Semester of Graduation
Master of Fine Arts (MFA)
School of Art
The goal of this exhibition is to contextualize the struggles of the LGBTQ+ community by anchoring personal stories with collage and poetry to demonstrate the ongoing difficulties of growing up queer. Mixed media digitized collages have been created and paired with companion typographic treatments of poems and narratives from diverse points of view.
The word queer as a term to describe gay men, lesbians, and other non-conforming sexual identities, has evolved over the past 100 years. This evolution of the word parallels the struggles of LGBTQ+ people to achieve equal rights, marriage equality, protection in housing and employment, and an end to stigmatization, harassment, and oppression.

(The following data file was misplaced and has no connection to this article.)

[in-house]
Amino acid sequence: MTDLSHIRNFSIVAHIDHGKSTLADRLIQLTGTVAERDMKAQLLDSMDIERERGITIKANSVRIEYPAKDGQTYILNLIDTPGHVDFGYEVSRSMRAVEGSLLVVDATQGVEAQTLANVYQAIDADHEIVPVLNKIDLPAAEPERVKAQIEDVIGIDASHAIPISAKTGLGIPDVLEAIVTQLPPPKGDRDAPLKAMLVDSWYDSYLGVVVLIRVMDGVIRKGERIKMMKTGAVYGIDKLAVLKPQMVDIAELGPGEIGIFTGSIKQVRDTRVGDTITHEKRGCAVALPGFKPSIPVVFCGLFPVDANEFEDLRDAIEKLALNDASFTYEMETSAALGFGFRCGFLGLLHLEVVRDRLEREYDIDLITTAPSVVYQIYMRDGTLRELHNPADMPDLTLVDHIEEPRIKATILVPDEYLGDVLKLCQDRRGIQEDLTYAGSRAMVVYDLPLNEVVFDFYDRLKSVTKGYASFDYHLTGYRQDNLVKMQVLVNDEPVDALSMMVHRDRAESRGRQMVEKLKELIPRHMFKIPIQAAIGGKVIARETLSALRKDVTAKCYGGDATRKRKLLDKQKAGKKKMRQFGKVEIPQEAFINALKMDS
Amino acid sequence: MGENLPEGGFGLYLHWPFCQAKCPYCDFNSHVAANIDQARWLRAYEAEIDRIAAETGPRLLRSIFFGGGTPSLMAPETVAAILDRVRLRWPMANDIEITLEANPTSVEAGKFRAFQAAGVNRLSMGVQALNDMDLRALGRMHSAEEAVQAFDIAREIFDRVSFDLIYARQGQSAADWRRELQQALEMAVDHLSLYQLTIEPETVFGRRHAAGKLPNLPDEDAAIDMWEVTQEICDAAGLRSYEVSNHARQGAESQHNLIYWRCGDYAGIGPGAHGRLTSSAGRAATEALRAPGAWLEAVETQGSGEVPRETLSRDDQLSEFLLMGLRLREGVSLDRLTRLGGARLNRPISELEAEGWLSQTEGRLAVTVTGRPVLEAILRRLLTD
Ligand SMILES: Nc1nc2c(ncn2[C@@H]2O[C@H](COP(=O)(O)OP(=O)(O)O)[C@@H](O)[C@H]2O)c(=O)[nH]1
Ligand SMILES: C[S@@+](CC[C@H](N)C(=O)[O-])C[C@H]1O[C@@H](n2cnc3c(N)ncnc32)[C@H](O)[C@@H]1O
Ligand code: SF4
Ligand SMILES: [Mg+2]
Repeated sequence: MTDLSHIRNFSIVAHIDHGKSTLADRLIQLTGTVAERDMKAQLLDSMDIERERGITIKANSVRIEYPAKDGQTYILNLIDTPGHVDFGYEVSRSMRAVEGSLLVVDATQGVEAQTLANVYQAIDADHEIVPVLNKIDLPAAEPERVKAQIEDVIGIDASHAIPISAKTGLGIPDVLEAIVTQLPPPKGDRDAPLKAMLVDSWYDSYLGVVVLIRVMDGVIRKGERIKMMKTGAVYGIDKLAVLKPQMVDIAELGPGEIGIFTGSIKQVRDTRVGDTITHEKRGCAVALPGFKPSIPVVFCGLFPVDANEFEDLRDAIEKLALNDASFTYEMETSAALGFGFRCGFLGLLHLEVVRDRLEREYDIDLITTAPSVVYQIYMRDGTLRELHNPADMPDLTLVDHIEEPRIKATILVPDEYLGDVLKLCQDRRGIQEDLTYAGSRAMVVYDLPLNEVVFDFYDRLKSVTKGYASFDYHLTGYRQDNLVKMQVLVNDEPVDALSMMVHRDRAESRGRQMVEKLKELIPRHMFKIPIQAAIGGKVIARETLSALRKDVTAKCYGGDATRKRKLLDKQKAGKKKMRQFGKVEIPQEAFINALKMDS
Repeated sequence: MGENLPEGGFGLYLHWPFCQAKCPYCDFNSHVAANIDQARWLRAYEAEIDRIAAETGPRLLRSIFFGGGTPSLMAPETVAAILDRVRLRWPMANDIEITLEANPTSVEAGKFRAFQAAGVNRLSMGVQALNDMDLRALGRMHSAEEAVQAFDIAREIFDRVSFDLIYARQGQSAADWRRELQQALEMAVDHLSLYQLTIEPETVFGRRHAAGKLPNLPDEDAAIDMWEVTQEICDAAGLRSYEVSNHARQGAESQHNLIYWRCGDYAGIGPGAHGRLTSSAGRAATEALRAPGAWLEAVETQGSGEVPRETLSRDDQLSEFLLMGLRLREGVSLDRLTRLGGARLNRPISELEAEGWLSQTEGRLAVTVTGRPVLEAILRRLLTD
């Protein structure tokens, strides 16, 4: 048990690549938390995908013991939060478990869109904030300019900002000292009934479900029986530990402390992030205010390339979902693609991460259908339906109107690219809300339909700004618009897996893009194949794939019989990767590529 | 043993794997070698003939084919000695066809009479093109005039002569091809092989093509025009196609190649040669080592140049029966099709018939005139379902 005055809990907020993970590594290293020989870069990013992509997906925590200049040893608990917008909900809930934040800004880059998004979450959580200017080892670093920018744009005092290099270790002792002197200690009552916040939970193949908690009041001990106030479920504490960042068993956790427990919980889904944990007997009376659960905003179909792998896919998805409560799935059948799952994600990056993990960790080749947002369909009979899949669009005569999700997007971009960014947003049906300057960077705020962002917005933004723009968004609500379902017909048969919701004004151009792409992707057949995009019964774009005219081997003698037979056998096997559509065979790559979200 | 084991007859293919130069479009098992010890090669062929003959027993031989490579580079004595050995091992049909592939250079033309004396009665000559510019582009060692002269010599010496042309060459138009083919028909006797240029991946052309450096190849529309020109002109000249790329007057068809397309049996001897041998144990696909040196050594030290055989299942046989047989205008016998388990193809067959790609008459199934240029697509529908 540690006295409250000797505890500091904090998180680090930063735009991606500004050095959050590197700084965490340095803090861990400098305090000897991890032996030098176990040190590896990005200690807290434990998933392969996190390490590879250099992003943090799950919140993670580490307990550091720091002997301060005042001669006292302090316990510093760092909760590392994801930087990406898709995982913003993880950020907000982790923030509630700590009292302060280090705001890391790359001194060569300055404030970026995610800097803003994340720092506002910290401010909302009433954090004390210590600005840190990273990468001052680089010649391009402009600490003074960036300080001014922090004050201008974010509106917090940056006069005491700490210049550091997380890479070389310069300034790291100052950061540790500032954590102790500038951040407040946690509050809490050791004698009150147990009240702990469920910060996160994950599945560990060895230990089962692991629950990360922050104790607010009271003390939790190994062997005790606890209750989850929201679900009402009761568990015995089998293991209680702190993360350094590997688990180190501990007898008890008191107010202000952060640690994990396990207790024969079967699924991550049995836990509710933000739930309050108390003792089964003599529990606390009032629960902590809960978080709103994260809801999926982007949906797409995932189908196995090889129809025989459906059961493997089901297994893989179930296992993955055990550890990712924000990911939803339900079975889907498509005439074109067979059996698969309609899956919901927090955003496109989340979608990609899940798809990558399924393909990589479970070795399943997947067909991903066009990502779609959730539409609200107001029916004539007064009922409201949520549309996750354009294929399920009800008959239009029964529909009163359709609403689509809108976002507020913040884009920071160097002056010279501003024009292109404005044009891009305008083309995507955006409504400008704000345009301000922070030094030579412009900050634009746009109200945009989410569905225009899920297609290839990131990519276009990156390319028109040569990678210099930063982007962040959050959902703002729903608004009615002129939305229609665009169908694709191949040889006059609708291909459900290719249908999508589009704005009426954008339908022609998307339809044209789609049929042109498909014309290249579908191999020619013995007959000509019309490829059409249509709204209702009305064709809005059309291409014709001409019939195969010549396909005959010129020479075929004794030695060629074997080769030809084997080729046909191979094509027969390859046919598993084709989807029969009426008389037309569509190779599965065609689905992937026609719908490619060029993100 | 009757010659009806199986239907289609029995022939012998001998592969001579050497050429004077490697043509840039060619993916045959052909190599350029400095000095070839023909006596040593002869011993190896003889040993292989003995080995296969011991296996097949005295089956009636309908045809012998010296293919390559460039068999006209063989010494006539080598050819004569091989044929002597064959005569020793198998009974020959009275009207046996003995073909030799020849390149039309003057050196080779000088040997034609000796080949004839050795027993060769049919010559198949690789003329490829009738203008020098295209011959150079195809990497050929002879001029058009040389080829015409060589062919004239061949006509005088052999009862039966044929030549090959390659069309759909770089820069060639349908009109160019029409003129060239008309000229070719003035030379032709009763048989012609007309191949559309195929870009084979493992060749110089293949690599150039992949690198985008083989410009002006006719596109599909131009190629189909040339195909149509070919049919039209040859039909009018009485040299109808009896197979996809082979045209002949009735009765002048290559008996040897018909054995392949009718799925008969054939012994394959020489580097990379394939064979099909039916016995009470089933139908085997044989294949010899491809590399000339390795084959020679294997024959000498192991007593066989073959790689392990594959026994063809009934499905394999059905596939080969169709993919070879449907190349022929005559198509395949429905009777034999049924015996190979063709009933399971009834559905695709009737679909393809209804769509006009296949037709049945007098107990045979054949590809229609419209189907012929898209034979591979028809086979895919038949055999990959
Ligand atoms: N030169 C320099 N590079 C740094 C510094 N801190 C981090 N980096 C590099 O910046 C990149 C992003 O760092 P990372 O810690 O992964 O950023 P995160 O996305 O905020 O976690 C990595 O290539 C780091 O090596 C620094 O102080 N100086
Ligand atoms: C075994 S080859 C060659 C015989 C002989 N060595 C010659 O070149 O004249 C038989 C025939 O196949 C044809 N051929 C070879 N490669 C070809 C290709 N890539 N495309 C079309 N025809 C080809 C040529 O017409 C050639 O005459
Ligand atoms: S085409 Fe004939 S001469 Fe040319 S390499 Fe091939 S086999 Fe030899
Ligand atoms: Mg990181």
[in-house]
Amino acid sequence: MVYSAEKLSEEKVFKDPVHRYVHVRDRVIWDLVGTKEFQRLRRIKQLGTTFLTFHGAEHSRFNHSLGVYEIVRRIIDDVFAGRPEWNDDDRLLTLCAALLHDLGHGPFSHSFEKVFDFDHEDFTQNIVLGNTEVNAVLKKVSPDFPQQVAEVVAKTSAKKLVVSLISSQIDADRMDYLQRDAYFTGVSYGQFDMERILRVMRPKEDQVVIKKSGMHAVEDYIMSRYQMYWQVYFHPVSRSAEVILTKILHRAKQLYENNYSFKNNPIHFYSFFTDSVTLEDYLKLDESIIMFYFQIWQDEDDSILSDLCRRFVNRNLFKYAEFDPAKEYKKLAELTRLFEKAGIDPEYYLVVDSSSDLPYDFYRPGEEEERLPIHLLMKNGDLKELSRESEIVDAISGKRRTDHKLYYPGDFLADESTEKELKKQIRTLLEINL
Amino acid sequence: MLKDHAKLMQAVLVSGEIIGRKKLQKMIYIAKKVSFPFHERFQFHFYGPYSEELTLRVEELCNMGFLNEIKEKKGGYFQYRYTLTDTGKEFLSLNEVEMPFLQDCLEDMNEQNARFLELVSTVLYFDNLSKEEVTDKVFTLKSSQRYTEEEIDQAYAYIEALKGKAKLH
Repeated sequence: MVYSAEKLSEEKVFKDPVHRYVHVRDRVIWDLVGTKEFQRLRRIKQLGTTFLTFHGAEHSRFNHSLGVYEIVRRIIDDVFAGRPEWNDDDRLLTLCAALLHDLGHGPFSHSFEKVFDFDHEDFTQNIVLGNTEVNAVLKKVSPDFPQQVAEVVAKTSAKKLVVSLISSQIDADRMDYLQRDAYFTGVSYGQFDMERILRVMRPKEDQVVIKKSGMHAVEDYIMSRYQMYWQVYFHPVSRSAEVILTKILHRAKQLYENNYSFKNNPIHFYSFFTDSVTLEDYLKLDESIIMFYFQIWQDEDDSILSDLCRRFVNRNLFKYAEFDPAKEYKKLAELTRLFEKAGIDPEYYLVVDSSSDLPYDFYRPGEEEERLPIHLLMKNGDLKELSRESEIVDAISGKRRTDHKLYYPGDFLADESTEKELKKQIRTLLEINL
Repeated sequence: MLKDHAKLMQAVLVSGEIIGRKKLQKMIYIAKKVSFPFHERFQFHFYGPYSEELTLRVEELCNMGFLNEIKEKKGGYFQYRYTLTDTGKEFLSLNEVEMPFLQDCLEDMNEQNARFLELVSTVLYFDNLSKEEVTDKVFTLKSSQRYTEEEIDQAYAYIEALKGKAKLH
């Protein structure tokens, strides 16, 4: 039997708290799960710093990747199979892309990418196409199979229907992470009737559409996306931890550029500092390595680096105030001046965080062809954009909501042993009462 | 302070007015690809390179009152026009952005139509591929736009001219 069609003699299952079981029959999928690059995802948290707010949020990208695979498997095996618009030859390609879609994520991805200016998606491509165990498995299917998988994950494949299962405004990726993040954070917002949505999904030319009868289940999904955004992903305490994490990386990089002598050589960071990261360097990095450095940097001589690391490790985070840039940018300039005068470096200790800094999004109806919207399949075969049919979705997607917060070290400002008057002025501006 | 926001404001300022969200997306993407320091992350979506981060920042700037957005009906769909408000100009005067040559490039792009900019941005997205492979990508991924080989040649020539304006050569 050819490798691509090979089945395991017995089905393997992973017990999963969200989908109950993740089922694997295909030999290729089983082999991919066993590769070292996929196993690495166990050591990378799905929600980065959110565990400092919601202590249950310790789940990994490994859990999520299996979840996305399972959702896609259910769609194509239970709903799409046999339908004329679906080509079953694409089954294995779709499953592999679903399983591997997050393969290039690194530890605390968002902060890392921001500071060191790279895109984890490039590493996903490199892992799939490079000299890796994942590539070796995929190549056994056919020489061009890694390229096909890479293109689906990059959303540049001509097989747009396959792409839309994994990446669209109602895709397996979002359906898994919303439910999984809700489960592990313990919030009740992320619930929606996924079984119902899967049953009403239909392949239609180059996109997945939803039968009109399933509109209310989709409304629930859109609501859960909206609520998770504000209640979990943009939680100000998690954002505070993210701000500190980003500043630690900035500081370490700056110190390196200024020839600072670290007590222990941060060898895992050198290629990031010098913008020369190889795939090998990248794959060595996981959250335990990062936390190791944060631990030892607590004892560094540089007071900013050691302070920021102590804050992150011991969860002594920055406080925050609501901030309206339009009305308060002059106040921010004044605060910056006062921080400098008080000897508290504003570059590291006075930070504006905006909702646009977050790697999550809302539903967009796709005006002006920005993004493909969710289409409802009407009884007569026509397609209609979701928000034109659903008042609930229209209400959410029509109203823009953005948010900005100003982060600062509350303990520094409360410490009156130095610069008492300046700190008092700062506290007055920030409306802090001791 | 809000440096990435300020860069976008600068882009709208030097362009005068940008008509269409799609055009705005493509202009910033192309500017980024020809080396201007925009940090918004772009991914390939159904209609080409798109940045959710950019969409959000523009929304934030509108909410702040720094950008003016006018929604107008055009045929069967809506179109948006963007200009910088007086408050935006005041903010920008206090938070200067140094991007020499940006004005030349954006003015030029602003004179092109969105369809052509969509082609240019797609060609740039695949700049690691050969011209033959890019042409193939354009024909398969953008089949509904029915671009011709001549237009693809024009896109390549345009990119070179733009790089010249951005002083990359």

In the South, queer is still used as a slur, though there is an ongoing reclamation effort to embrace the term as an identifier that began in the mid-20th century. In seeking to define the effect of queer designers on contemporary graphic design and other fine arts, I have undertaken research into the experience of queer artists over the past century. Through collage—combining image-making with poetry, prose, and storytelling—my own experience will be tied to the historical record. The focus of my research will be the impact of queer stigmatization, harassment, and oppression, and an examination of the struggles and progress the queer community has seen over the past century.
Lockaby, Jerry B., "It's Not All Rainbows & Glitter" (2022). LSU Master's Theses. 5581.